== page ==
The Fair Housing Act permits any “aggrieved person” to file a civil action to seek damages for violations of the statute, defining “aggrieved person” to include “any person who … claims to have been injured by a discriminatory housing practice.” The Supreme Court granted certiorari to decide whether that statutory language authorizes suit by any plaintiff who has Article III standing, or whether a plaintiff must also fall within the zone of interests that the statute is designed to protect.
Today, in a 5-3 ruling authored by Justice Breyer, the Court held that a plaintiff must allege injuries that arguably fall within the FHA’s zone of interests but interpreted that zone broadly. The action before the Court involved claims by the City of Miami that it had lost tax revenues and sustained additional municipal expenses when banks foreclosed on properties that had been the subject of discriminatory lending procedures. But the Court held that Miami must bear a higher burden to establish that its economic injuries were caused by the banks’ alleged misconduct. Rejecting the suggestion that foreseeability alone was sufficient, the Court directed the court of appeals to consider on remand whether there is a direct relation between the injury asserted by Miami and the injurious conduct alleged.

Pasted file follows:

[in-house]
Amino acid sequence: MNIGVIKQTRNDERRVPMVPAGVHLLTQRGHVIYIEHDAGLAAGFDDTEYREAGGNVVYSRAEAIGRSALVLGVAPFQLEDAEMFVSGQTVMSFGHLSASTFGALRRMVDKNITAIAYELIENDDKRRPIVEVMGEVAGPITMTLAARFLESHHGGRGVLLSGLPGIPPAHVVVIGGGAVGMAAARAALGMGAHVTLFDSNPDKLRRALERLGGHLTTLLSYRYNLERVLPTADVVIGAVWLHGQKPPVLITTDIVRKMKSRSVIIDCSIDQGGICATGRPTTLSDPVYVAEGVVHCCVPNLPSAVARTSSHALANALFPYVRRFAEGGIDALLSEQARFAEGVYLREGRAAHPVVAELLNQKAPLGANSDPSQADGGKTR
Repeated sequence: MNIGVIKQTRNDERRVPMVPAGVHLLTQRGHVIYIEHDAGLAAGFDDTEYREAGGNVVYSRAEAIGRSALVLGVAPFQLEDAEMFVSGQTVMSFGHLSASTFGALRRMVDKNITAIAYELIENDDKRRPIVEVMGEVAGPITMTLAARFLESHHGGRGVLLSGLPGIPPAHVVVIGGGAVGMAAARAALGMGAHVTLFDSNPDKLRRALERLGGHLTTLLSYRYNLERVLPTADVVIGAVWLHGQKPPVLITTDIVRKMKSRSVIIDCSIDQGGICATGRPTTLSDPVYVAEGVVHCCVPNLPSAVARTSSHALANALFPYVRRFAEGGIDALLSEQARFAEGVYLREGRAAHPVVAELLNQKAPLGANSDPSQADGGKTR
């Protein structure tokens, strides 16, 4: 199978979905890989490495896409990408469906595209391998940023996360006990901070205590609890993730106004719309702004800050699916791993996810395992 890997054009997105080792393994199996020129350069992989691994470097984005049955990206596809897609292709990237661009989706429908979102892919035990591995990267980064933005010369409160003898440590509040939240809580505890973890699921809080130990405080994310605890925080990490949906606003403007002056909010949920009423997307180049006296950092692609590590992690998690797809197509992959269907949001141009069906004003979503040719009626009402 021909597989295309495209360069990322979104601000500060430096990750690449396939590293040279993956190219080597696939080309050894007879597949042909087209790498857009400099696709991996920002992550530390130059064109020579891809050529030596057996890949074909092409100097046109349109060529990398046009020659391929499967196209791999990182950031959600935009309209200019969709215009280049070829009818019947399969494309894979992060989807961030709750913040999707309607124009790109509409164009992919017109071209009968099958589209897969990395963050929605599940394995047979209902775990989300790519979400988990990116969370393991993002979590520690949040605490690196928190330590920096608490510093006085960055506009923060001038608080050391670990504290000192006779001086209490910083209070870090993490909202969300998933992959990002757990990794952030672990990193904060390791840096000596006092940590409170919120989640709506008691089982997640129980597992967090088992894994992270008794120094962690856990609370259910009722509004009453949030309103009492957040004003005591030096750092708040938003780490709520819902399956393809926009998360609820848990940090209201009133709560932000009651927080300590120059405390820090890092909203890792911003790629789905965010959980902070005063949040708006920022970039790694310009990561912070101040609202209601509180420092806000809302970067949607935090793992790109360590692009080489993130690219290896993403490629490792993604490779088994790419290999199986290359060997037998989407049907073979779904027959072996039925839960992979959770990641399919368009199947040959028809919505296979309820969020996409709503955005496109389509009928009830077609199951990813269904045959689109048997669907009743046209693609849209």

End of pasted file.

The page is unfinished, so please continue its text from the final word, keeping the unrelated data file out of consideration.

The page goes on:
Justice Thomas, joined by Justices Kennedy and Alito, dissented. In his view, Miami’s injuries fall outside the FHA’s zone of interests and are, in any event, too remote to satisfy the FHA’s proximate-cause requirement.